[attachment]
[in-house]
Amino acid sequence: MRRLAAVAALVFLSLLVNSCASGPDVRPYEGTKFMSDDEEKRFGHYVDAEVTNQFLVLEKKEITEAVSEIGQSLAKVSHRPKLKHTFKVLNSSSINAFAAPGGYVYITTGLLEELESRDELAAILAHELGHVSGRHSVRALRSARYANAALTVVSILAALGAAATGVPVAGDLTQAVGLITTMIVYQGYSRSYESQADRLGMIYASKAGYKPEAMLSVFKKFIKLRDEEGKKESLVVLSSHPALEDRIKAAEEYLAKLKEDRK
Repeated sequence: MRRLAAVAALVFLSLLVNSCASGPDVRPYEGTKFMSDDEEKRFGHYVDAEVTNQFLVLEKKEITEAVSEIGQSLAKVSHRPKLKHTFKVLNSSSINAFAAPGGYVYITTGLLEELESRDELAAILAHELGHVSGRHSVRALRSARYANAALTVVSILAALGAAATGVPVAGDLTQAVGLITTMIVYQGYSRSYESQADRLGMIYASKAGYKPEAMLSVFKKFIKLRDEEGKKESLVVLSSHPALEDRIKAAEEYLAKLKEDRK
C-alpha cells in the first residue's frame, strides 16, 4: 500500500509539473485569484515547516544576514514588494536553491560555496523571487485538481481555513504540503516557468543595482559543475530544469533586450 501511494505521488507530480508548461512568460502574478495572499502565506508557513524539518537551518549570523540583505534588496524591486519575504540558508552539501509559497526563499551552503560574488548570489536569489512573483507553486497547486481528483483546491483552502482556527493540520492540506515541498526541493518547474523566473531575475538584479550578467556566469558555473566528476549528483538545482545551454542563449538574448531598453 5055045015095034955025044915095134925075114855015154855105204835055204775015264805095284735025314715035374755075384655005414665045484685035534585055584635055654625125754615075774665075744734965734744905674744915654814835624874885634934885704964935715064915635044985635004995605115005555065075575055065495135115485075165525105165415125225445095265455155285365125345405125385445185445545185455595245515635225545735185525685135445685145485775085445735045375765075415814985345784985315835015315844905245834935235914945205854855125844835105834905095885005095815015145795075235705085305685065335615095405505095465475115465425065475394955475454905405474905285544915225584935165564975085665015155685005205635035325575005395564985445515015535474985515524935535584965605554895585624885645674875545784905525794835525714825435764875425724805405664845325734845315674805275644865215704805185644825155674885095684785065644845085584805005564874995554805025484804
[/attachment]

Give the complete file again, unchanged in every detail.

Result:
[in-house]
Amino acid sequence: MRRLAAVAALVFLSLLVNSCASGPDVRPYEGTKFMSDDEEKRFGHYVDAEVTNQFLVLEKKEITEAVSEIGQSLAKVSHRPKLKHTFKVLNSSSINAFAAPGGYVYITTGLLEELESRDELAAILAHELGHVSGRHSVRALRSARYANAALTVVSILAALGAAATGVPVAGDLTQAVGLITTMIVYQGYSRSYESQADRLGMIYASKAGYKPEAMLSVFKKFIKLRDEEGKKESLVVLSSHPALEDRIKAAEEYLAKLKEDRK
Repeated sequence: MRRLAAVAALVFLSLLVNSCASGPDVRPYEGTKFMSDDEEKRFGHYVDAEVTNQFLVLEKKEITEAVSEIGQSLAKVSHRPKLKHTFKVLNSSSINAFAAPGGYVYITTGLLEELESRDELAAILAHELGHVSGRHSVRALRSARYANAALTVVSILAALGAAATGVPVAGDLTQAVGLITTMIVYQGYSRSYESQADRLGMIYASKAGYKPEAMLSVFKKFIKLRDEEGKKESLVVLSSHPALEDRIKAAEEYLAKLKEDRK
C-alpha cells in the first residue's frame, strides 16, 4: 500500500509539473485569484515547516544576514514588494536553491560555496523571487485538481481555513504540503516557468543595482559543475530544469533586450 501511494505521488507530480508548461512568460502574478495572499502565506508557513524539518537551518549570523540583505534588496524591486519575504540558508552539501509559497526563499551552503560574488548570489536569489512573483507553486497547486481528483483546491483552502482556527493540520492540506515541498526541493518547474523566473531575475538584479550578467556566469558555473566528476549528483538545482545551454542563449538574448531598453 5055045015095034955025044915095134925075114855015154855105204835055204775015264805095284735025314715035374755075384655005414665045484685035534585055584635055654625125754615075774665075744734965734744905674744915654814835624874885634934885704964935715064915635044985635004995605115005555065075575055065495135115485075165525105165415125225445095265455155285365125345405125385445185445545185455595245515635225545735185525685135445685145485775085445735045375765075415814985345784985315835015315844905245834935235914945205854855125844835105834905095885005095815015145795075235705085305685065335615095405505095465475115465425065475394955475454905405474905285544915225584935165564975085665015155685005205635035325575005395564985445515015535474985515524935535584965605554895585624885645674875545784905525794835525714825435764875425724805405664845325734845315674805275644865215704805185644825155674885095684785065644845085584805005564874995554805025484804